– Ray Hilborn, University of Washington
"In this uniquely well-written and accessible text, Hobbs and Hooten show how to think clearly in a Bayesian framework about data, models, and linking data with models. They provide the necessary tools to develop, implement, and analyze a wide range of ecologically interesting models. There's something new and exciting in this book for every practicing ecologist."
– Aaron M. Ellison, Harvard University
"Hobbs and Hooten provide an important bridge between standard statistical texts and more advanced Bayesian books, even those aimed at ecologists. Ecological models are complex. Building from likelihood to simple and hierarchical Bayesian models, the authors do a superb job of focusing on concepts, from philosophy to the necessary mathematical and statistical tools. This practical and understandable book belongs on the shelves of all scientists and statisticians interested in ecology."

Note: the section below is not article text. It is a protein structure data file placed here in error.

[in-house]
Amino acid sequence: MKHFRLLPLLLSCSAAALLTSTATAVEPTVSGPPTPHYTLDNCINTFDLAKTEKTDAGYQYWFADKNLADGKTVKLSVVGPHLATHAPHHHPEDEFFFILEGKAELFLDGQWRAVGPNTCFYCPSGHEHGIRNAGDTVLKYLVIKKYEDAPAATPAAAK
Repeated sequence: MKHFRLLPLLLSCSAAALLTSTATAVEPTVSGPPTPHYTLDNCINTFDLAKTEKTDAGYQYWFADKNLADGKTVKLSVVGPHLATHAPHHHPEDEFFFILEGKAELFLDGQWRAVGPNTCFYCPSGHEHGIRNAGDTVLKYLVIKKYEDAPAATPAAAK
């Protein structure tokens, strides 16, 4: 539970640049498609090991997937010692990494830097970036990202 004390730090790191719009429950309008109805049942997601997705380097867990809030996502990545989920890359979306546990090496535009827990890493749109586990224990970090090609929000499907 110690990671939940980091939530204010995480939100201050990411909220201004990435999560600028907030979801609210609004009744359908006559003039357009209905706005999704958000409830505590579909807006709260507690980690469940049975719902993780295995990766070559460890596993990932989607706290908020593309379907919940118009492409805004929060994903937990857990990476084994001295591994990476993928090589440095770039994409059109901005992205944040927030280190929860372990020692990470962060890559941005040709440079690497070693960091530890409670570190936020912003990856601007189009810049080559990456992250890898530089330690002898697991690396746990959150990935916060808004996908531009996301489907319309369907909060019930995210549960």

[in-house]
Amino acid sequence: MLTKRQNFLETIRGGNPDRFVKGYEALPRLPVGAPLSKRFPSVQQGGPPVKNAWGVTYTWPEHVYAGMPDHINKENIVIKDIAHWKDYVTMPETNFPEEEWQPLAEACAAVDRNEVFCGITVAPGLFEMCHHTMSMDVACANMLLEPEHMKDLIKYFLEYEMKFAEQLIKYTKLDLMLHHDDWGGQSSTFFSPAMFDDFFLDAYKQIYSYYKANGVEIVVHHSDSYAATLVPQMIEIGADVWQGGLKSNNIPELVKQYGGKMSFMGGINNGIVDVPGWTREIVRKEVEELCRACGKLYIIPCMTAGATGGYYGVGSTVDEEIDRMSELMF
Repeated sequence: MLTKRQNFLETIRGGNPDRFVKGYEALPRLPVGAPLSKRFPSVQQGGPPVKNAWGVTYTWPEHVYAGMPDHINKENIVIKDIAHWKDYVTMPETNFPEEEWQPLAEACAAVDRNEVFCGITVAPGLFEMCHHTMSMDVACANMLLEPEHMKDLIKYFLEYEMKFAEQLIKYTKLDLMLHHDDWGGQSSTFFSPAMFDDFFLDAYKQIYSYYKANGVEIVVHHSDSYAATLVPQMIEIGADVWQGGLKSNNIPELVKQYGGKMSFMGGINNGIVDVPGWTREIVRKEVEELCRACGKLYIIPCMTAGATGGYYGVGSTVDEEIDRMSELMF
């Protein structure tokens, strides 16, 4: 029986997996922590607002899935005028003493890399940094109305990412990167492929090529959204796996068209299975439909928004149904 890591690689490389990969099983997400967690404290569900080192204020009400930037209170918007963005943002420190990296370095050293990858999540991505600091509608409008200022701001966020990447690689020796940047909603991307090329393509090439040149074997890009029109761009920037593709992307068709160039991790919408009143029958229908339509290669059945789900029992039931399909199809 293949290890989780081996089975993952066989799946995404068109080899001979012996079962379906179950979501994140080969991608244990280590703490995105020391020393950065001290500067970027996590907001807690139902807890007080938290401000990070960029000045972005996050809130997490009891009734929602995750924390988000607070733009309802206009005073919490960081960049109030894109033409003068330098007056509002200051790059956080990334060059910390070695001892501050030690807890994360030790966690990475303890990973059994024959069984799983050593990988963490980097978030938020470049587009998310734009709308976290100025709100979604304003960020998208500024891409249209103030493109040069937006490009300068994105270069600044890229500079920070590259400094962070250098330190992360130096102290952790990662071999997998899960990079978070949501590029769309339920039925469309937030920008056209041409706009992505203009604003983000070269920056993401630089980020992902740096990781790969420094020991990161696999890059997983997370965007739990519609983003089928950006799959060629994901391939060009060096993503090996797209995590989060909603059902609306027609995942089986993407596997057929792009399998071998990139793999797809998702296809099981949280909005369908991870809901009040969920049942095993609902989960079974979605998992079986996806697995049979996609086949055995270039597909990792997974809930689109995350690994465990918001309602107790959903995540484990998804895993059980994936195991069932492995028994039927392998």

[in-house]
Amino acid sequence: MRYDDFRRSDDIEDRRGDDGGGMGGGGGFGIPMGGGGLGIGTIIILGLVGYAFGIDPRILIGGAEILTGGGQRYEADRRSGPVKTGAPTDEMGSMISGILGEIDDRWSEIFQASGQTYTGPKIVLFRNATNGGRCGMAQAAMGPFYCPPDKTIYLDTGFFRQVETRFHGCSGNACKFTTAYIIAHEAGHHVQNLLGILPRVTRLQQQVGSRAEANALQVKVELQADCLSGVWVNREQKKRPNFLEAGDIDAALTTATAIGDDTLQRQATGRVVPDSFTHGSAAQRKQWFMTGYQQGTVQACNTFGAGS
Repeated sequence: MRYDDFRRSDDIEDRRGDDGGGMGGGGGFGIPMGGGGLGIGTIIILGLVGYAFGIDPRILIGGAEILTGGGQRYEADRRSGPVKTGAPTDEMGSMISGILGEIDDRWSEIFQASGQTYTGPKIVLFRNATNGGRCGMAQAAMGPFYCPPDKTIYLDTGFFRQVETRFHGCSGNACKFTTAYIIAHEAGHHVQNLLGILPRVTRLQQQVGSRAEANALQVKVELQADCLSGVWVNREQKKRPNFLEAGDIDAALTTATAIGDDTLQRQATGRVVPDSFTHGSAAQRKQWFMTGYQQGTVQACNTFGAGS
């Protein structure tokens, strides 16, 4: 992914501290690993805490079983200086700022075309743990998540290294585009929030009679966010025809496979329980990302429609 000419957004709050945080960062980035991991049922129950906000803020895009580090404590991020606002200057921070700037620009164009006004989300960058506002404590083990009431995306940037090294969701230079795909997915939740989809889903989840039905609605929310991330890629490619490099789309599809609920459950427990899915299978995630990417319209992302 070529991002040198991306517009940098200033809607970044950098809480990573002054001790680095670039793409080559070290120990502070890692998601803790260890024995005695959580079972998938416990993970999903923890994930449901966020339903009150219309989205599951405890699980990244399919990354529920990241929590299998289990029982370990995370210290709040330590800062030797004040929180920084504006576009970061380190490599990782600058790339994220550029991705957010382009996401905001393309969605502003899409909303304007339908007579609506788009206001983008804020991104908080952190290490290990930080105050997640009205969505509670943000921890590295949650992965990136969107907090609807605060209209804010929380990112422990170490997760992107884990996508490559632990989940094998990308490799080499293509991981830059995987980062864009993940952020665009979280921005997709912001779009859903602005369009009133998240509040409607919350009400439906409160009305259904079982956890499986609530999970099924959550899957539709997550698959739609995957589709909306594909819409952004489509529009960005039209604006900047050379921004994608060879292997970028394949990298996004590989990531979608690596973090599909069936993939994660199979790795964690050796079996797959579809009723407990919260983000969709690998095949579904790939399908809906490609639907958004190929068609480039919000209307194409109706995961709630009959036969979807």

– Jay M. Ver Hoef, Statistician, NOAA-NMFS Alaska Fisheries Science Center
"Tackling an important and challenging topic, Hobbs and Hooten provide non-statistically-trained ecologists with the skills they need to use hierarchical Bayesian models accurately and comfortably. The combination of technical explanations and practical examples is great. This book is a valuable contribution that will be widely used."
– Benjamin Bolker, McMaster University
"This excellent book is one of the best-written and most complete primers on Bayesian hierarchical modeling I have seen. Hobbs and Hooten anticipate many of the common pitfalls and concerns that arise when non-statisticians are introduced to this material. Researchers across a wide range of disciplines will find this book valuable."
– Christopher Wikle, University of Missouri
I Fundamentals 1
1 PREVIEW 3
1.1 A Line of Inference for Ecology 4
1.2 An Example Hierarchical Model 11
1.3 What Lies Ahead? 15
2 DETERMINISTIC MODELS 17
2.1 Modeling Styles in Ecology 17
2.2 A Few Good Functions 21
3 PRINCIPLES OF PROBABILITY 29
3.1 Why Bother with First Principles? 29
3.2 Rules of Probability 31
3.3 Factoring Joint Probabilities 36
3.4 Probability Distributions 39
4 LIKELIHOOD 71
4.1 Likelihood Functions 71
4.2 Likelihood Profiles 74